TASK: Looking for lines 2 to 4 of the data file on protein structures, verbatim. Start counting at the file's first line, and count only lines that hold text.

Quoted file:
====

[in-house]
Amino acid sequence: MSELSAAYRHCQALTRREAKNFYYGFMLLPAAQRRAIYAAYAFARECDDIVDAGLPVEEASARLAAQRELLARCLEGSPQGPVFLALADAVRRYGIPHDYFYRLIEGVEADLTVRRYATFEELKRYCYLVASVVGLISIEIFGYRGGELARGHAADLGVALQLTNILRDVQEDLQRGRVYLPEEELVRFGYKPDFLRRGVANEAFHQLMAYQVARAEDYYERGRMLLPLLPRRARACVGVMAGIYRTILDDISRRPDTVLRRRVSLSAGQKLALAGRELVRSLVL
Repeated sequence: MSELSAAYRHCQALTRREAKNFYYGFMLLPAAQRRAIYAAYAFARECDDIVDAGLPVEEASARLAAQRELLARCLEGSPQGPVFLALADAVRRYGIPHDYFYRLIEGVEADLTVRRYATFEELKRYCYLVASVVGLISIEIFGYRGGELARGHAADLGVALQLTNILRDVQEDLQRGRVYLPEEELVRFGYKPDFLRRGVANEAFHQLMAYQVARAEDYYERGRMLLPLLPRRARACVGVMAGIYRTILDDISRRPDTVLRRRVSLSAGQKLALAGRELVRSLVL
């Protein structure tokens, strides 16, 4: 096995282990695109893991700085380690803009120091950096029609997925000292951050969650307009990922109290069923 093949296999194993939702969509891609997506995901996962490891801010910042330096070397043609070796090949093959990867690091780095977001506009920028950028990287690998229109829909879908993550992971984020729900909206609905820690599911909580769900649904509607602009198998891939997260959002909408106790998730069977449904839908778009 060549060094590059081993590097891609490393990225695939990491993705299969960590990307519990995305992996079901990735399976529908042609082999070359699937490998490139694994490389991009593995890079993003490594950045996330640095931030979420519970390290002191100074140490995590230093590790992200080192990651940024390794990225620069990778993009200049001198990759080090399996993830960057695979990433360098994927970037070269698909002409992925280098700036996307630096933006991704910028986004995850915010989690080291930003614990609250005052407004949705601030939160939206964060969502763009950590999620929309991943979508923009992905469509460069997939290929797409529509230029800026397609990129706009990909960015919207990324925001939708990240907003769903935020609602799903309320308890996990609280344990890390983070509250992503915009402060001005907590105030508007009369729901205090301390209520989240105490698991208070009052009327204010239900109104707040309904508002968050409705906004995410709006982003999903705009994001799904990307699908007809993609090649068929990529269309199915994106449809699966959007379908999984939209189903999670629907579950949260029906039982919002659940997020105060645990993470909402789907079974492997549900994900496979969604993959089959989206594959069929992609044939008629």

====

Amino acid sequence: MSELSAAYRHCQALTRREAKNFYYGFMLLPAAQRRAIYAAYAFARECDDIVDAGLPVEEASARLAAQRELLARCLEGSPQGPVFLALADAVRRYGIPHDYFYRLIEGVEADLTVRRYATFEELKRYCYLVASVVGLISIEIFGYRGGELARGHAADLGVALQLTNILRDVQEDLQRGRVYLPEEELVRFGYKPDFLRRGVANEAFHQLMAYQVARAEDYYERGRMLLPLLPRRARACVGVMAGIYRTILDDISRRPDTVLRRRVSLSAGQKLALAGRELVRSLVL
Repeated sequence: MSELSAAYRHCQALTRREAKNFYYGFMLLPAAQRRAIYAAYAFARECDDIVDAGLPVEEASARLAAQRELLARCLEGSPQGPVFLALADAVRRYGIPHDYFYRLIEGVEADLTVRRYATFEELKRYCYLVASVVGLISIEIFGYRGGELARGHAADLGVALQLTNILRDVQEDLQRGRVYLPEEELVRFGYKPDFLRRGVANEAFHQLMAYQVARAEDYYERGRMLLPLLPRRARACVGVMAGIYRTILDDISRRPDTVLRRRVSLSAGQKLALAGRELVRSLVL
């Protein structure tokens, strides 16, 4: 096995282990695109893991700085380690803009120091950096029609997925000292951050969650307009990922109290069923 093949296999194993939702969509891609997506995901996962490891801010910042330096070397043609070796090949093959990867690091780095977001506009920028950028990287690998229109829909879908993550992971984020729900909206609905820690599911909580769900649904509607602009198998891939997260959002909408106790998730069977449904839908778009 060549060094590059081993590097891609490393990225695939990491993705299969960590990307519990995305992996079901990735399976529908042609082999070359699937490998490139694994490389991009593995890079993003490594950045996330640095931030979420519970390290002191100074140490995590230093590790992200080192990651940024390794990225620069990778993009200049001198990759080090399996993830960057695979990433360098994927970037070269698909002409992925280098700036996307630096933006991704910028986004995850915010989690080291930003614990609250005052407004949705601030939160939206964060969502763009950590999620929309991943979508923009992905469509460069997939290929797409529509230029800026397609990129706009990909960015919207990324925001939708990240907003769903935020609602799903309320308890996990609280344990890390983070509250992503915009402060001005907590105030508007009369729901205090301390209520989240105490698991208070009052009327204010239900109104707040309904508002968050409705906004995410709006982003999903705009994001799904990307699908007809993609090649068929990529269309199915994106449809699966959007379908999984939209189903999670629907579950949260029906039982919002659940997020105060645990993470909402789907079974492997549900994900496979969604993959089959989206594959069929992609044939008629």